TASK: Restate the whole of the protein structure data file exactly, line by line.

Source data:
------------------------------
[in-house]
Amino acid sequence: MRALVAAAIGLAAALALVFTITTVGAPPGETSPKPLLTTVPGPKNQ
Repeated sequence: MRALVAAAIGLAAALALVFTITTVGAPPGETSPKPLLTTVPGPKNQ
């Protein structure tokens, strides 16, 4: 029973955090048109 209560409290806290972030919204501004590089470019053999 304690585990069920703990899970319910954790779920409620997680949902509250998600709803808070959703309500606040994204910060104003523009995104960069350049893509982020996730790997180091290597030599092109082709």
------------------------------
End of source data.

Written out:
[in-house]
Amino acid sequence: MRALVAAAIGLAAALALVFTITTVGAPPGETSPKPLLTTVPGPKNQ
Repeated sequence: MRALVAAAIGLAAALALVFTITTVGAPPGETSPKPLLTTVPGPKNQ
């Protein structure tokens, strides 16, 4: 029973955090048109 209560409290806290972030919204501004590089470019053999 304690585990069920703990899970319910954790779920409620997680949902509250998600709803808070959703309500606040994204910060104003523009995104960069350049893509982020996730790997180091290597030599092109082709």